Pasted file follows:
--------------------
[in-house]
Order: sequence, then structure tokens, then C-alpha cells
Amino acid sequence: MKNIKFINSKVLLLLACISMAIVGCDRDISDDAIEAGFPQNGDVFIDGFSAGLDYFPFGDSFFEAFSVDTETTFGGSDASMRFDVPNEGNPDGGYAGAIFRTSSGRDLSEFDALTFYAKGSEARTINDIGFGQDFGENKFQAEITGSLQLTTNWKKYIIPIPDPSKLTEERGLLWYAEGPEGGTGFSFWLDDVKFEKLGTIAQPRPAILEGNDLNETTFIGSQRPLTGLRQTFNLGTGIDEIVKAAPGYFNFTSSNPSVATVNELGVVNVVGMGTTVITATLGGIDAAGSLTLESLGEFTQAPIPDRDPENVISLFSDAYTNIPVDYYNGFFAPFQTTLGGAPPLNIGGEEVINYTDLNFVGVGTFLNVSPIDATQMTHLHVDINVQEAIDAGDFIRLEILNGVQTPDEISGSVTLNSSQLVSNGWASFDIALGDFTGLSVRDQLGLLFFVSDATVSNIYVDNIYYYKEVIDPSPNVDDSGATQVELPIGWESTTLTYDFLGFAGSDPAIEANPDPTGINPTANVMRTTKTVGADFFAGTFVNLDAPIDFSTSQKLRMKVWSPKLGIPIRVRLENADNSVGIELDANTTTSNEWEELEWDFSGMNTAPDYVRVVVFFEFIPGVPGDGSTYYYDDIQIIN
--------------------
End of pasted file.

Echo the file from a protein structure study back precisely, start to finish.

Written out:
[in-house]
Order: sequence, then structure tokens, then C-alpha cells
Amino acid sequence: MKNIKFINSKVLLLLACISMAIVGCDRDISDDAIEAGFPQNGDVFIDGFSAGLDYFPFGDSFFEAFSVDTETTFGGSDASMRFDVPNEGNPDGGYAGAIFRTSSGRDLSEFDALTFYAKGSEARTINDIGFGQDFGENKFQAEITGSLQLTTNWKKYIIPIPDPSKLTEERGLLWYAEGPEGGTGFSFWLDDVKFEKLGTIAQPRPAILEGNDLNETTFIGSQRPLTGLRQTFNLGTGIDEIVKAAPGYFNFTSSNPSVATVNELGVVNVVGMGTTVITATLGGIDAAGSLTLESLGEFTQAPIPDRDPENVISLFSDAYTNIPVDYYNGFFAPFQTTLGGAPPLNIGGEEVINYTDLNFVGVGTFLNVSPIDATQMTHLHVDINVQEAIDAGDFIRLEILNGVQTPDEISGSVTLNSSQLVSNGWASFDIALGDFTGLSVRDQLGLLFFVSDATVSNIYVDNIYYYKEVIDPSPNVDDSGATQVELPIGWESTTLTYDFLGFAGSDPAIEANPDPTGINPTANVMRTTKTVGADFFAGTFVNLDAPIDFSTSQKLRMKVWSPKLGIPIRVRLENADNSVGIELDANTTTSNEWEELEWDFSGMNTAPDYVRVVVFFEFIPGVPGDGSTYYYDDIQIIN